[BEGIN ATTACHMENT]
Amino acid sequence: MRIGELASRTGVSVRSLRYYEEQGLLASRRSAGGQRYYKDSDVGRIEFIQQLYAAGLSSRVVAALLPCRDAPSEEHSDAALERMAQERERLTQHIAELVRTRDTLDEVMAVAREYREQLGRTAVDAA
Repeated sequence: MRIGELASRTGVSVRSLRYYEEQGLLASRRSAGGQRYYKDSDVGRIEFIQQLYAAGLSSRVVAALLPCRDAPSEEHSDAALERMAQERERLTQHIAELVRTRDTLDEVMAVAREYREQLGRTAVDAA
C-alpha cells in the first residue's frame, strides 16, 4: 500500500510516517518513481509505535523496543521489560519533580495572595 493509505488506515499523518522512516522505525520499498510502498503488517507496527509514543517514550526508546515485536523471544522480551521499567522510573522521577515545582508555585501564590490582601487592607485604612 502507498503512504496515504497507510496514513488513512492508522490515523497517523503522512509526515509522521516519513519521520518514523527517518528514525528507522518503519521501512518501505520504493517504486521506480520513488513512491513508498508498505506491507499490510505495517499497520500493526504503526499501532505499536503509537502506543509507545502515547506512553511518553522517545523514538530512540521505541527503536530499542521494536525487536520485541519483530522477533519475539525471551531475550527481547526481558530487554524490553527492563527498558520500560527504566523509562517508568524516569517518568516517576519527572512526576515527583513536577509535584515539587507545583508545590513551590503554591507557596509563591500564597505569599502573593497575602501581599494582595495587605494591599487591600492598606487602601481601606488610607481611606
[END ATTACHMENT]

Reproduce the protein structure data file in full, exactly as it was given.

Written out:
Amino acid sequence: MRIGELASRTGVSVRSLRYYEEQGLLASRRSAGGQRYYKDSDVGRIEFIQQLYAAGLSSRVVAALLPCRDAPSEEHSDAALERMAQERERLTQHIAELVRTRDTLDEVMAVAREYREQLGRTAVDAA
Repeated sequence: MRIGELASRTGVSVRSLRYYEEQGLLASRRSAGGQRYYKDSDVGRIEFIQQLYAAGLSSRVVAALLPCRDAPSEEHSDAALERMAQERERLTQHIAELVRTRDTLDEVMAVAREYREQLGRTAVDAA
C-alpha cells in the first residue's frame, strides 16, 4: 500500500510516517518513481509505535523496543521489560519533580495572595 493509505488506515499523518522512516522505525520499498510502498503488517507496527509514543517514550526508546515485536523471544522480551521499567522510573522521577515545582508555585501564590490582601487592607485604612 502507498503512504496515504497507510496514513488513512492508522490515523497517523503522512509526515509522521516519513519521520518514523527517518528514525528507522518503519521501512518501505520504493517504486521506480520513488513512491513508498508498505506491507499490510505495517499497520500493526504503526499501532505499536503509537502506543509507545502515547506512553511518553522517545523514538530512540521505541527503536530499542521494536525487536520485541519483530522477533519475539525471551531475550527481547526481558530487554524490553527492563527498558520500560527504566523509562517508568524516569517518568516517576519527572512526576515527583513536577509535584515539587507545583508545590513551590503554591507557596509563591500564597505569599502573593497575602501581599494582595495587605494591599487591600492598606487602601481601606488610607481611606